The history of the skateboard and the longboard

Skateboards have been an important part of the childhood and youth of generations in recent decades. Over the years, it has become a kind of subculture, a way of expressing individuality and often a form of rebellion. The 4-wheeled board can be a way to get around, as well as a challenging activity full of techniques, tricks, and jumps. His brother - the longboard - also prevailed over time and grew in popularity. And where do the roots of skateboarding and longboarding come from? Let's take a closer look at their history.

Skateboarding in the 1950s

The roots of skateboarding are hidden in another sport on the board - namely surfing. Surfers from California and Hawaii are captivated by the idea of ​​transferring the feeling of surfing on the ground. Not coincidentally, they soon began to be called "asphalt surfers". Boards with attached metal wheels were originally homemade, but the toy industry quickly realized that this could be a real hit. In 1959, Roller Derby created and launched the first skateboard. The initial boards are relatively primitive, difficult to maneuver, and falls and injuries are common among the pioneers of the sport.


The next decade began with a major boom on the skateboard scene. Some of the most famous surfing companies are also involved in the development of skateboards. In 1963, Surf Guide Magazine published the first skateboard commercial. Along with this, a specific fashion for clothes and shoes around the skateboard began to emerge. In 1966, the popular to this day shoe brand - Vans - was born, which in time will become synonymous with a trend among skaters.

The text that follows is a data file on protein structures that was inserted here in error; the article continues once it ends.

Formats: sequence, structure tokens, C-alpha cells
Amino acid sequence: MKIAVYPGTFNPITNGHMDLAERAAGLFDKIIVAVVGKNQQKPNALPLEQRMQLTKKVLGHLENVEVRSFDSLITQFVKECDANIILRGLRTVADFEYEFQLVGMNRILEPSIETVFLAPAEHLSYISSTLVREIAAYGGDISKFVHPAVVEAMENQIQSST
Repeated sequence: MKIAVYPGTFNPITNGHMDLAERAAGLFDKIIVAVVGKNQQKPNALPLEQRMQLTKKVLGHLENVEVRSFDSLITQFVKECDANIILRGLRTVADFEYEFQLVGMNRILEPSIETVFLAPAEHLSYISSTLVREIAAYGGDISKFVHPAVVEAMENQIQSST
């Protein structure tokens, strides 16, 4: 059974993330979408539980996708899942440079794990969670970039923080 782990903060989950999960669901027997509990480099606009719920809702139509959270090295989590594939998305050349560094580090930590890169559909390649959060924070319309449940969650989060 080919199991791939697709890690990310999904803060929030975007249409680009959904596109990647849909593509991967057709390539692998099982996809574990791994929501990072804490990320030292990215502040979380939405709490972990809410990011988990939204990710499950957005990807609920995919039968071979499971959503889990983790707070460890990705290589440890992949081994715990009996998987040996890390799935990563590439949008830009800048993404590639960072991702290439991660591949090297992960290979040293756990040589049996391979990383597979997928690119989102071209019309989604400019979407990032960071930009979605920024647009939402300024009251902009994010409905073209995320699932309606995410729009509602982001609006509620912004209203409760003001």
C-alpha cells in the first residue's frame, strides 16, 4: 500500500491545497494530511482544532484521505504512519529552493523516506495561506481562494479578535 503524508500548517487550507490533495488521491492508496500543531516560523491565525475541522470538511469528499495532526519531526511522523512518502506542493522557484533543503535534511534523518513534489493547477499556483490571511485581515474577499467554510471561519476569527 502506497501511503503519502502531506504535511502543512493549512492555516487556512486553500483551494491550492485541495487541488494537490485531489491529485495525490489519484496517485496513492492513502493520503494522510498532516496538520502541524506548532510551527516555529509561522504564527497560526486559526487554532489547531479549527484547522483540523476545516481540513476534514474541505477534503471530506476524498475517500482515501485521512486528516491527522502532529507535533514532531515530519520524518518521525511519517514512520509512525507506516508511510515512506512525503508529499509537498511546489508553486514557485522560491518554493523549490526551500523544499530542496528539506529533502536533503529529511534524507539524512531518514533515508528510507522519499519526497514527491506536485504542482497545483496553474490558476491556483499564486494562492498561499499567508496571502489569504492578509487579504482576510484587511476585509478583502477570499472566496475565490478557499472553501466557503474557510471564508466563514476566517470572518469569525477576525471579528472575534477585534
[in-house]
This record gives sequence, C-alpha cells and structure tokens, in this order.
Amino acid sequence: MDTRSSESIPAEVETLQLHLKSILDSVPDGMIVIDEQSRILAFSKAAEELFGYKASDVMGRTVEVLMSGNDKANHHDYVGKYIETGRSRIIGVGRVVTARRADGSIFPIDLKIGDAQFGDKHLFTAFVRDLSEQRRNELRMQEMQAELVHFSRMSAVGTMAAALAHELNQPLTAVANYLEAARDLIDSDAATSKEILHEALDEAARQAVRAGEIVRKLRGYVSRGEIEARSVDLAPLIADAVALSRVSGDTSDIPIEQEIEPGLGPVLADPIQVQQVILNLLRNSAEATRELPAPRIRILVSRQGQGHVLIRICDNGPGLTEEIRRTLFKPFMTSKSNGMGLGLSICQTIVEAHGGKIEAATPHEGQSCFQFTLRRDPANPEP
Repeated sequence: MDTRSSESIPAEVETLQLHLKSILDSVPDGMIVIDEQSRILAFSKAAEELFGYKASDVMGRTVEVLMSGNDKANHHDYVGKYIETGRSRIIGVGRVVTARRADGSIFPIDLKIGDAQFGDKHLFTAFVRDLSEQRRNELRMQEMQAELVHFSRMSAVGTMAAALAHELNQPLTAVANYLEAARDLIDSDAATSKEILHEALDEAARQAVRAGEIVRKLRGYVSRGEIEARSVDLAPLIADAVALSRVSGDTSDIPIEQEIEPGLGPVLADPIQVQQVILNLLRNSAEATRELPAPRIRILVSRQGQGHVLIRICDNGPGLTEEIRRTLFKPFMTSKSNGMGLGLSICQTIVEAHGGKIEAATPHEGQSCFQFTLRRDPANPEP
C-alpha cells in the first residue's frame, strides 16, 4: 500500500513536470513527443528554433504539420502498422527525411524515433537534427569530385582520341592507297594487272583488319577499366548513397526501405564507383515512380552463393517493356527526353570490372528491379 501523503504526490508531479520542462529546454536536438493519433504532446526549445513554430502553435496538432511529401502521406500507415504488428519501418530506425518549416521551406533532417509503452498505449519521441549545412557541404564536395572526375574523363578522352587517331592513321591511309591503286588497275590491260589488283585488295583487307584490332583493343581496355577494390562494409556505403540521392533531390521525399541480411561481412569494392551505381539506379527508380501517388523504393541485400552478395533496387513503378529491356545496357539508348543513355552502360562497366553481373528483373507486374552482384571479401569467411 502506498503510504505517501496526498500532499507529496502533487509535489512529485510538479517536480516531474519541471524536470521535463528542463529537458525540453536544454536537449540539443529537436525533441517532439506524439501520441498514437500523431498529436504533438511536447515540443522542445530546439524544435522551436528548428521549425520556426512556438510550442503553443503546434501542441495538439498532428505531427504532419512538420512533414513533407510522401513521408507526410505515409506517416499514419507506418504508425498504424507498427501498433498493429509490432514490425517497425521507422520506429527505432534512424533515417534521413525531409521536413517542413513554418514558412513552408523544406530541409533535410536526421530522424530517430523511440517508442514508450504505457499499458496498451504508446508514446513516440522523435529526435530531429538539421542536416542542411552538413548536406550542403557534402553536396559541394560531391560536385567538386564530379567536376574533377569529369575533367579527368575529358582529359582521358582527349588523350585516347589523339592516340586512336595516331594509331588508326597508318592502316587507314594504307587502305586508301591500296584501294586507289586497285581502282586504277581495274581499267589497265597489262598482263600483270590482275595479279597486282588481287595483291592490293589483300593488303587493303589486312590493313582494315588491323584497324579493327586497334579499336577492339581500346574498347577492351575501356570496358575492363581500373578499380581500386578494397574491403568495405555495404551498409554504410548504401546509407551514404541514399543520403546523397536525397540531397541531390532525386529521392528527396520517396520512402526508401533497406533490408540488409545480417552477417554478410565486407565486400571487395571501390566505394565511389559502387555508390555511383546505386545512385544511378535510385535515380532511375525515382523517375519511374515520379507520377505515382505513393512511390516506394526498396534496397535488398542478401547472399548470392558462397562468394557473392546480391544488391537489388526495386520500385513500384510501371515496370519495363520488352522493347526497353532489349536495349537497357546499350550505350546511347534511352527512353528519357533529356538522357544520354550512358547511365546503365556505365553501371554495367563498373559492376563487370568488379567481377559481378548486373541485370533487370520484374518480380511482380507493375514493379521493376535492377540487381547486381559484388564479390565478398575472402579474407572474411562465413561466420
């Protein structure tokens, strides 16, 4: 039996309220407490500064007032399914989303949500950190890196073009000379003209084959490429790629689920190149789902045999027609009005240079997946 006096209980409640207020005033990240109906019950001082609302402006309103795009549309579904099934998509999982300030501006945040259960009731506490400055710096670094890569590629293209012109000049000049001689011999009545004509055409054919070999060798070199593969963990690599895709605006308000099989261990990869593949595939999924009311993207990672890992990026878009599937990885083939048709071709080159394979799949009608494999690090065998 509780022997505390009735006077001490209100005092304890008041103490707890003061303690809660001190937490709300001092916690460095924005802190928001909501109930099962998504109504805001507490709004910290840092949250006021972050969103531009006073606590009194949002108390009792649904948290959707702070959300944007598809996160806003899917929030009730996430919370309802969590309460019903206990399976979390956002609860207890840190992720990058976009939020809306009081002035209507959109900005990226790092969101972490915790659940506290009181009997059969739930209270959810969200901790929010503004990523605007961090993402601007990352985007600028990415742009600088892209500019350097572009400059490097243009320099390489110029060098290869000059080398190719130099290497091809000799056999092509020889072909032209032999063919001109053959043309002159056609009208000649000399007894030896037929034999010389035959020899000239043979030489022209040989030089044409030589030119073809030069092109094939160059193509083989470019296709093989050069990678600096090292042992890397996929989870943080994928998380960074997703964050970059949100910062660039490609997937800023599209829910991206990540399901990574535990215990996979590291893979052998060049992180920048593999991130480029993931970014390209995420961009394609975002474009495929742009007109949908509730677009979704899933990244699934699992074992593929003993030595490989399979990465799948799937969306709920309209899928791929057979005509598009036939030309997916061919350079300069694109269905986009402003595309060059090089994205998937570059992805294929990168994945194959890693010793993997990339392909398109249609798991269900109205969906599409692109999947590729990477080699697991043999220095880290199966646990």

The first skateboard competitions began in the mid-1960s in California. The main disciplines at that time were downhill and slalom. However, people in the skateboard industry are quickly realizing the potential for development and making it more attractive. It was in the late 1960s that Larry Stevenson invented a new form of skateboarding, with a curved butt that we still know today. Until then, the boards are flat and do not allow the performance of jumps and flips.


After a brief decline on the skateboard, a new introduction changed the sport in 1972. Frank Nazurti invented urethane wheels - a material that changes the overall feel of riding, making it softer, smoother and faster. In 1976, the first skate park of its kind was opened in Maryland. In the coming years, more and more cities in the United States will build similar parks with vertical ramps for jumping spaces.

It was in the 70's that skateboarding made its leap overseas. Originally imposed by American soldiers, the sport became a real hit in Germany. A skate park was opened in Munich, and in 1978 the first competitions were held in the same city. Local equipment brands and themed magazines appear.


In the 1980s, skateboarding made its breakthrough in pop culture. Popular punk bands are beginning to become iconic to the skater community, and their videos often include skaters performing tricks and jumps. Skateboarding is gaining ground as a street culture, with graffiti, more themed magazines, and outdoor competitions. Along with the United States, Germany continues to establish itself as a center of skateboard culture in Europe. Apart from amateurs, the first professionals are already appearing, as well as companies that sponsor their performances.